Our decorative bird bath is Mojave dry, so when a couple of backyard Phoebes flit nearby, I fill the 2-gallon Rubbermaid watering can and pour a stream into the basin for them. They hover but don’t drink.
Then my husband calls out, “What’s that squirrel doing?” I look up, diverted, at the power pole in the corner of our yard, where the critter is leisurely chewing on the cables.
“Oh my gosh, stupid thing.” I yank an orange off our tree and lob it at the squirrel. It makes a neat arc into the neighbor’s yard. The squirrel smirks. After a couple more misses, I give up. The squirrel shrugs and wanders nimbly across the span.
That’s when I look back down to see Bonnie at my feet, homing in on a tiny bundle of feathers.
“Bonnie, no!” I shove (okay, kind of kick) her away from a baby bird, which is still miraculously alive. A few moments later, the little thing hops over behind a bush, Mom and Dad close by.
“You probably knocked it out of its nest when you pulled the oranges off,” my husband volunteers.
I’m horrified. My evening of backyard bliss is careening violently sideways.
Bonnie has now migrated over to Dan’s lap, where she trembles, wondering what she did wrong. Hadn’t we just had chicken for dinner? Could someone please explain the difference? her offended expression telegraphs.
I look at Dan with Bassett Hound eyes, my stomach crumpled into a sorry wad of guilt. Then we both burst out laughing.
“Not much point trying to help Mother Nature out, is there?” I ask.
“Best to just leave it alone,” he agrees.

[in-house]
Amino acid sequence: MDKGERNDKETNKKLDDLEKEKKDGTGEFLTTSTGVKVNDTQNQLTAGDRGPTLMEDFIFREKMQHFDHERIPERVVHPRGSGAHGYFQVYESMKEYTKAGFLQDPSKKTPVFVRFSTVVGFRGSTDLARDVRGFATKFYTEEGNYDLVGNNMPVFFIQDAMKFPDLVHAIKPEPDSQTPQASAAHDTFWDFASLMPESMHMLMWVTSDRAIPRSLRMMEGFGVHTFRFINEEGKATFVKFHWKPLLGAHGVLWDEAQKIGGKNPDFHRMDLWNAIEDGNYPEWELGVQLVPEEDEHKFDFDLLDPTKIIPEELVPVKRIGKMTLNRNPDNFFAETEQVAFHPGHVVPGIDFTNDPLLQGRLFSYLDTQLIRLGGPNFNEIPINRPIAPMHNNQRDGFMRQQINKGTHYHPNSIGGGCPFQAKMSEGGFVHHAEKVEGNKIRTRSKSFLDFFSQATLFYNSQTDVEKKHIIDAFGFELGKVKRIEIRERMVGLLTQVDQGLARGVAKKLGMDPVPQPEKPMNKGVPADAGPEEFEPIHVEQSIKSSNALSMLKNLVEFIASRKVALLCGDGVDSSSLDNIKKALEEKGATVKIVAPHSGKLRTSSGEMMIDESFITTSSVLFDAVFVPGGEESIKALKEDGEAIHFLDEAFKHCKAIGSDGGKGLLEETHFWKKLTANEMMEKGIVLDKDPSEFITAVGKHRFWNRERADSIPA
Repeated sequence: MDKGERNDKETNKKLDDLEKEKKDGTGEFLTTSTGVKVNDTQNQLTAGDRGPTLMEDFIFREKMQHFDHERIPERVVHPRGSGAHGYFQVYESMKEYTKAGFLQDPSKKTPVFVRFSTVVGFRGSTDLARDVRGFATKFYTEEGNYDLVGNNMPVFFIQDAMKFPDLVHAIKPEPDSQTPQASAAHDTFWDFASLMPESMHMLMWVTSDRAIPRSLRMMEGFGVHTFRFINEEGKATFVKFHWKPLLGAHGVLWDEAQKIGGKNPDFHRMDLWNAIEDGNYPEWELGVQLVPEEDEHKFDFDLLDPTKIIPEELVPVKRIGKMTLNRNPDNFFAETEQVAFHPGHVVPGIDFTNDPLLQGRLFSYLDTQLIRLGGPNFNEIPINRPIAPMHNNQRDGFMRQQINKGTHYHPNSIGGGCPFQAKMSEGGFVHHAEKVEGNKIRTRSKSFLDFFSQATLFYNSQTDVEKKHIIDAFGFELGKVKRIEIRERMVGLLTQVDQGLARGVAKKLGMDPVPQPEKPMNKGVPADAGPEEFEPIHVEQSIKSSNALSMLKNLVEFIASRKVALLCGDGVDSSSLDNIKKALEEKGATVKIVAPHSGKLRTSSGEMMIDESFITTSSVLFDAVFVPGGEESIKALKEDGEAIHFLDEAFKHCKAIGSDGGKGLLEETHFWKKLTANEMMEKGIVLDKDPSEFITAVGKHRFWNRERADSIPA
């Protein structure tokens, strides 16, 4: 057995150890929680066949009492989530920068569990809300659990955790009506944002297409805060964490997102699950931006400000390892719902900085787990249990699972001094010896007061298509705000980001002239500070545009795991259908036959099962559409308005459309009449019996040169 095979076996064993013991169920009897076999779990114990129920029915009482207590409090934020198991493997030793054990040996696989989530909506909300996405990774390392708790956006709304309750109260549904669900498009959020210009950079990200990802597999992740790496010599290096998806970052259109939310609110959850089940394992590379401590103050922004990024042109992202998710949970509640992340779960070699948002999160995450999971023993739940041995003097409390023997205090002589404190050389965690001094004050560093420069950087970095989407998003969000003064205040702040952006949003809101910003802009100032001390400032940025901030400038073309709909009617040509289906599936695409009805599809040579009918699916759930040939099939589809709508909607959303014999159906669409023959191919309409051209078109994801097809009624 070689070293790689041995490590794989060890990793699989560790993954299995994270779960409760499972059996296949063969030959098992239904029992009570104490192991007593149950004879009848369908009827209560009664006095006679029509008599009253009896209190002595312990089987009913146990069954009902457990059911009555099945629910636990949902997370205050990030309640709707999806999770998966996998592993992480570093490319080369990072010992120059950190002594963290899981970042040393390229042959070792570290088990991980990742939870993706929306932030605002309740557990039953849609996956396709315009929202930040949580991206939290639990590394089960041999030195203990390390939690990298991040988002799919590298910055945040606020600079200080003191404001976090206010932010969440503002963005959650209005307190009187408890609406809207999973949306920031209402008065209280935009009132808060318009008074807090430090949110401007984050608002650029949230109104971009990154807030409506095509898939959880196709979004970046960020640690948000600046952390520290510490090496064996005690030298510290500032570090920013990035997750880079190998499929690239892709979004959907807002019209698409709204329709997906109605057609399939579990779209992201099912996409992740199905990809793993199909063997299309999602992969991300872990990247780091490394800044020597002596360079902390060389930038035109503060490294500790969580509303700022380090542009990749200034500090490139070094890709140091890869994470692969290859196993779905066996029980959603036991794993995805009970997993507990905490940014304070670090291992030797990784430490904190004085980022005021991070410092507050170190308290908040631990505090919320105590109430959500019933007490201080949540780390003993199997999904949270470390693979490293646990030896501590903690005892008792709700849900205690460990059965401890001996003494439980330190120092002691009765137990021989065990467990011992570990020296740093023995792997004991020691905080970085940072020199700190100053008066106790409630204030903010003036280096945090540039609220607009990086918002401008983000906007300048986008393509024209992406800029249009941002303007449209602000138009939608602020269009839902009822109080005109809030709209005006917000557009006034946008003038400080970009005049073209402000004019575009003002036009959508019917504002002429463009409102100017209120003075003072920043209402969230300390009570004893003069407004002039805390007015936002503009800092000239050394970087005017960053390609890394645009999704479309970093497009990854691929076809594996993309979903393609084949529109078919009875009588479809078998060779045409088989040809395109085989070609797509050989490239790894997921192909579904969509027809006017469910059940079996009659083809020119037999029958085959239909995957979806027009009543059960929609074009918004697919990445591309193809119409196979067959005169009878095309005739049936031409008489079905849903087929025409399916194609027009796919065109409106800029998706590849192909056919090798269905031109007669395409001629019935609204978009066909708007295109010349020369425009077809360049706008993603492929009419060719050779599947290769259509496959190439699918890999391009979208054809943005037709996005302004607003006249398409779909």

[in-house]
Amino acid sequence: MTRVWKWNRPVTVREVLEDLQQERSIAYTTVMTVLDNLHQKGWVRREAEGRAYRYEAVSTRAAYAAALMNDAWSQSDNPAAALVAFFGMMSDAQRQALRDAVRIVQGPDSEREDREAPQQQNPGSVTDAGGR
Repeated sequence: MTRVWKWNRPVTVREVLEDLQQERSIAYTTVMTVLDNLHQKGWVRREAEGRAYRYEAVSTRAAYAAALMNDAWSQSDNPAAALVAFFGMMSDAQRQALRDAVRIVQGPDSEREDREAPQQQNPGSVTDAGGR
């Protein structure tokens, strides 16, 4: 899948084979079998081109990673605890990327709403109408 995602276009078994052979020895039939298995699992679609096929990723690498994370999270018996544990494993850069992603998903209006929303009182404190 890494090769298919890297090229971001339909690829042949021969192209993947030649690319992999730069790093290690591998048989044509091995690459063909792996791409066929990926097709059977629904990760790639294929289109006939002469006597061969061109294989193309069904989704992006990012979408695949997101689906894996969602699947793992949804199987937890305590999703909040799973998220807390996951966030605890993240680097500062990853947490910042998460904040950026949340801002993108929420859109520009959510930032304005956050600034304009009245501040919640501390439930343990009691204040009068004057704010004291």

The next day, though, I refuse to let the dogs into the backyard. Mama and Papa bird are still there, chirping in a minor key, along with their baby who clearly should still be in the nest. I work from home and Google what to do with a grounded fledgling. Did you know they can take 1-2 weeks before they’re able to fly?
When my practical and kind-hearted spouse gets home, he drags out a length of spare plastic fencing and goes to work, attempting to construct a protective pen around the tiny bird. I keep a close watch on Bonnie.
Just then, Buster discovers the fun new play toy.
And that, as they say, is that.
Dan grabs the clueless mutt by the collar and pulls him away. Then looks at me and shakes his head. He gets newspaper and wraps the tiny bundle gently, while I apologize over and over to the mother and father bird—still flitting frantically, looking for their offspring.
It’s just too much.
Suddenly, the little pair symbolizes all that is wrong in the world. The tragedy of parents who can’t protect their children. The suffering of unendurable loss and uncertainty. So. Much. Pain.
And we can’t even save a baby bird.
My husband puts the fencing away. I sprinkle out a little extra birdseed in pathetic consolation. We are silent the rest of the evening.
Over the next couple of days, though, I’m surprised that the two birds continue to show up. They exhibit the same attentive behavior as before, mostly centered around our neighbors’ tree just over the fence. Then, as Dan is outside reading, he calls me to come quickly. Still clutching a dish towel, I rush from the kitchen to see a smaller, fluffier Phoebe tottering on the line above his head.
We grin and exchange a sloppy high-five, celebrating the tenacity and triumph of life.